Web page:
But suppose that there should be something that ought to cause you anxiety; is it not best at once to make a full investigation of the matter? It may be that the cure of the evil lies in the search for it. Here is a man who is half afraid that lie has contracted a disease; but, if so, at present it is only in its early stages. Now, if he is a foolish man, he will say, “I shall not trouble about it; if it gets to be much worse, then I will see to it.” But if he be a wise, intelligent man, he says, “I must know the ins and outs of this affair. I will go to the best physician I can find, and he shall thoroughly examine me, and I will know what these symptoms mean; for, even if there is disease, perhaps it may be nipped in the bud, and my life may yet be saved. If I go to the doctor at once, he may be able to battle with this mischief before it takes a greater hold upon me.” I think that he is a very sensible man to say to himself, “Suppose that my health is all wrong, possibly there is a cure for my malady; I will go, and see if I can have this cure.” Remember that the first thing you ought to see to is your soul. Sirs, by all means attend to your health; look well to the title-deeds of your property, make your wills, and so forth; but, first of all, see to the well-being of your immortal nature: for what will you do if you should pass into another world, and find yourselves for ever shut out from hope? What an awful thing that would be! Therefore, first and foremost, look to that which is to last for over, and make your calling and election sure. God help you by his grace to see to this matter this very hour! If there be a cure to be had anywhere, there will be no particular reason for fearing and being troubled if we resolve to go and obtain it. If it is indeed put within our reach, let us stretch out our hand, and take it at once, and so end our troubles and questions in the best manner possible, by getting the cure for our smart, the heal-all for our soul-sickness.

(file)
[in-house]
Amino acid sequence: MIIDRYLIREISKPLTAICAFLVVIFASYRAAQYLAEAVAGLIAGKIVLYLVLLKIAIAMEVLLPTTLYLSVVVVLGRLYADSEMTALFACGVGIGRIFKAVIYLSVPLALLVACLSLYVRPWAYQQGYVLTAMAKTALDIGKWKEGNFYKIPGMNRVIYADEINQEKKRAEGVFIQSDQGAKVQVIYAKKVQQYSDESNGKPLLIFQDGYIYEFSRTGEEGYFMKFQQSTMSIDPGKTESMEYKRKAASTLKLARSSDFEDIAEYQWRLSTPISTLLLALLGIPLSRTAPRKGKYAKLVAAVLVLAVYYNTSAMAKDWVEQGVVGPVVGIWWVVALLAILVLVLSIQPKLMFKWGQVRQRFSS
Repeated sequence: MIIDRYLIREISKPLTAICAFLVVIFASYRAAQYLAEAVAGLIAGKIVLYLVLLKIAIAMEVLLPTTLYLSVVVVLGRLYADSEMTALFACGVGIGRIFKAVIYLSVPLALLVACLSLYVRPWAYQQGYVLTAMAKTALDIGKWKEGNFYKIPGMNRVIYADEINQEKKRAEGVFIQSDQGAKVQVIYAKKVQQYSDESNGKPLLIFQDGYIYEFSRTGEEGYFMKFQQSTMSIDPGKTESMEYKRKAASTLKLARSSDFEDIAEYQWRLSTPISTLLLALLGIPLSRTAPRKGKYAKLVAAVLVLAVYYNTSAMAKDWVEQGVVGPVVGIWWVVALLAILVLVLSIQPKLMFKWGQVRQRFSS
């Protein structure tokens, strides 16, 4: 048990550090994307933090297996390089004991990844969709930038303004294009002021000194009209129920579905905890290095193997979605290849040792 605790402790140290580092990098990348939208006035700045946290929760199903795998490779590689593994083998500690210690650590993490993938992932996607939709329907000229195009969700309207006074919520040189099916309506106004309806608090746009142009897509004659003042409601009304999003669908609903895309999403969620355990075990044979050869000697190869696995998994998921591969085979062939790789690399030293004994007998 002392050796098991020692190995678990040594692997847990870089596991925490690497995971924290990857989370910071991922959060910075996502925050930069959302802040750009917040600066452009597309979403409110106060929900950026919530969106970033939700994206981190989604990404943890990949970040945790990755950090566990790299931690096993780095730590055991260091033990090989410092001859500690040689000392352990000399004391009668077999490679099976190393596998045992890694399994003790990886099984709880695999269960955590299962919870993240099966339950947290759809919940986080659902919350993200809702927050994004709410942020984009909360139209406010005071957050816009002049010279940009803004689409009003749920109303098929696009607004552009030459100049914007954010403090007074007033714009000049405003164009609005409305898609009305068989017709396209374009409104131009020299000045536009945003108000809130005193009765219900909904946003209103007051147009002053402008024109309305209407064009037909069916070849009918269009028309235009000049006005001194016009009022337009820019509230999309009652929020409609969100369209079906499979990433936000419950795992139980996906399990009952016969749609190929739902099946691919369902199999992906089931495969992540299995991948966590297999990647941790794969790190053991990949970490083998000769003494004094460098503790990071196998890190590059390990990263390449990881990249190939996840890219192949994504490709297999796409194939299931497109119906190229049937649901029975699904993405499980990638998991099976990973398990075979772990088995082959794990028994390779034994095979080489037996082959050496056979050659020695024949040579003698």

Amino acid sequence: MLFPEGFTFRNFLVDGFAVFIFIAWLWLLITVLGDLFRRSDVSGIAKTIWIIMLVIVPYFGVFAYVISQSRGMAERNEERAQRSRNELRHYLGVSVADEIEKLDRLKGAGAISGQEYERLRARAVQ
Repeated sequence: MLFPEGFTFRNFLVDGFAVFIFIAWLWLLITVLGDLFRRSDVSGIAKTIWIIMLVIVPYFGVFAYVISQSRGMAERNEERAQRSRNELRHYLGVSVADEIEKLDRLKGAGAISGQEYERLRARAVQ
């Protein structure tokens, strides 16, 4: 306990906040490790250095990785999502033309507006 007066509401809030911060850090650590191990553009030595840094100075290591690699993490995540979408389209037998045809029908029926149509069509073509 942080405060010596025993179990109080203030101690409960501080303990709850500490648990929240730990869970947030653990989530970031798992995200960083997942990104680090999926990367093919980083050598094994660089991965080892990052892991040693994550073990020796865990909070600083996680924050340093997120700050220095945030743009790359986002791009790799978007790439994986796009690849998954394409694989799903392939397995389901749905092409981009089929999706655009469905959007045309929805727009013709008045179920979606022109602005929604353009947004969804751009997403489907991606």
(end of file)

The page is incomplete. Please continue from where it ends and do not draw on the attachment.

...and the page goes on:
The disciples, at the time mentioned in our text, were troubled because, when Jesus stood in their midst, they supposed that it was a spirit, a ghost; yet it was no ghost, it was the real living Lord Jesus, whom they afterwards handled, who was there, but “they supposed that they had seen a spirit,” and therefore “they were terrified and affrighted.”